Many have concluded from this turmoil that market democracy is no longer viable, despite the fact that the combination of markets and democracy has served humanity well, helping to lift much of humankind from millennia of ignorance, poverty, and pain. For some of these thinkers it is the markets that must go, and for others it is democracy that’s slated for obsolescence. Repulsed by the social degradation and climate chaos produced by nearly four decades of neoliberal policy and practice, an important and varied group of scholars and activists argues that the era of capitalism is at end. Some propose more-humane economic alternatives,63 some anticipate protracted decline,64 and others, repelled by social complexity, favor a blend of elite power and authoritarian politics in closer emulation of China’s authoritarian system.65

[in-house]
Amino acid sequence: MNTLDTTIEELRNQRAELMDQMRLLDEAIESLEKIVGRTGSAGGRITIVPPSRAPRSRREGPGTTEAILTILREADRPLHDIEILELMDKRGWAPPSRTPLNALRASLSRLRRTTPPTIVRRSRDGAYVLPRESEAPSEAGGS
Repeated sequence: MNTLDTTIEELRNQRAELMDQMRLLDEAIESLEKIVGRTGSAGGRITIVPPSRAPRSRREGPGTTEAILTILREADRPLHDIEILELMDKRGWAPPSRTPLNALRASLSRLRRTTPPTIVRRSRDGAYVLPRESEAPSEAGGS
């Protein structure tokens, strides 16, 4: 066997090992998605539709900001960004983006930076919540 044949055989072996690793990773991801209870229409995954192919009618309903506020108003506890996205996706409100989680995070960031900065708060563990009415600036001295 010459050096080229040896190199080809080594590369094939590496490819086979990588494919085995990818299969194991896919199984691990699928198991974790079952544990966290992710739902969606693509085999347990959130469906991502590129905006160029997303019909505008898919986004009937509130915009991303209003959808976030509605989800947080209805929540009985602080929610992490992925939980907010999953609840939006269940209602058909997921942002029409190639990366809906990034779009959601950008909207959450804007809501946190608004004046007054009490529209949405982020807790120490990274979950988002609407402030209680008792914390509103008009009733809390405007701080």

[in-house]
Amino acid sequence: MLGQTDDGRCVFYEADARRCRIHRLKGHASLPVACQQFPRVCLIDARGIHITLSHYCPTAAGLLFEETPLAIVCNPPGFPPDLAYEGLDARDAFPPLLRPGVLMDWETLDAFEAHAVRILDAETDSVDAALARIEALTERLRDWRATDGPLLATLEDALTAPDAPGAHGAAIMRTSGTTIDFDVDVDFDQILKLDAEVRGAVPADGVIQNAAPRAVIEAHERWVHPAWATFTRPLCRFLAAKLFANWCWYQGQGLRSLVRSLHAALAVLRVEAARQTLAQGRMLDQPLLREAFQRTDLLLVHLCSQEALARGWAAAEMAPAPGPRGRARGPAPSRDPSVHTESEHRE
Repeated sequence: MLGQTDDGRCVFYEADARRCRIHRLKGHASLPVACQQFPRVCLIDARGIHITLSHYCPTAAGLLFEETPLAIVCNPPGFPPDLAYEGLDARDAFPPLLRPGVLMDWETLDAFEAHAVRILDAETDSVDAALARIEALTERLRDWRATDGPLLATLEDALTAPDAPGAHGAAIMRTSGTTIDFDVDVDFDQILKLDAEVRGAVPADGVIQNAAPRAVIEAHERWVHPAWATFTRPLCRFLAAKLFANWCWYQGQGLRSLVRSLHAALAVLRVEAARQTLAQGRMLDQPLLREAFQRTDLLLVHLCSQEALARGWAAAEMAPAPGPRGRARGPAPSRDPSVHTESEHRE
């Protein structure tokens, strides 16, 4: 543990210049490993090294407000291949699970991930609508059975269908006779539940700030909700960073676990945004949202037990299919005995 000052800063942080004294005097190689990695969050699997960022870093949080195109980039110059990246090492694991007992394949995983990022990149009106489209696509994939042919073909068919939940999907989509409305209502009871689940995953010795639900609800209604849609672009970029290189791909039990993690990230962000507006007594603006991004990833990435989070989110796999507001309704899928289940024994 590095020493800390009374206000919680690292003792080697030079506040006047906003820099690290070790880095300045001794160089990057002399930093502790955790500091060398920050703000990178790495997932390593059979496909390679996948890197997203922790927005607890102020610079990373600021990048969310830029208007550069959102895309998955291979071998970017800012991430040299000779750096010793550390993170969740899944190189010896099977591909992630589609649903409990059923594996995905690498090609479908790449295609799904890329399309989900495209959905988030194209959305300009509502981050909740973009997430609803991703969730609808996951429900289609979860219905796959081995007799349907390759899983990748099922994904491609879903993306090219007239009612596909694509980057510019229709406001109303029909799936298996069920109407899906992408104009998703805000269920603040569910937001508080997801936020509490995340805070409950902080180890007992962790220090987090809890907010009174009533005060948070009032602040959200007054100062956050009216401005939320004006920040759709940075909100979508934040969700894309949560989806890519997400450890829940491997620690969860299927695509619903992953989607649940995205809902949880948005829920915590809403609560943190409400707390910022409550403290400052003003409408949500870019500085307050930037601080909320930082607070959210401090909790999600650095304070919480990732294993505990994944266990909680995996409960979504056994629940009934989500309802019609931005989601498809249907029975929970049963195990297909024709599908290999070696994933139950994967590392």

Azizbek Mannopovmembuat kutipantahun lalu
    Instrumentarian power has gathered strength outside of mankind but also outside of democracy. There can be no law to protect us from the unprecedented, and democratic societies, like the innocent world of the Tainos, are vulnerable to unprecedented power. In this way, surveillance capitalism may be viewed as part of an alarming global drift toward what many political scientists now view as a softening of public attitudes toward the necessity and inviolability of democracy itself.
    Many scholars point to a global “democratic recession” or a “deconsolidation” of Western democracies that were long considered impervious to antidemocratic threats.59 The extent and precise nature of this threat are being debated, but observers describe the bitter saudade associated with rapid social change and fear of the future conveyed in the lament “My children will not see the life that I lived.”60 Such feelings of alienation and unease were expressed by many people around the world in a thirty-eight-nation survey published by Pew Research in late 2017. The findings suggest that the democratic ideal is no longer a sacred imperative, even for citizens of mature democratic societies. Although 78 percent of respondents say that representative democracy is “good,” 49 percent also say that “rule by experts” is good, 26 percent endorse “rule by a strong leader,” and 24 percent prefer “rule by the military.”61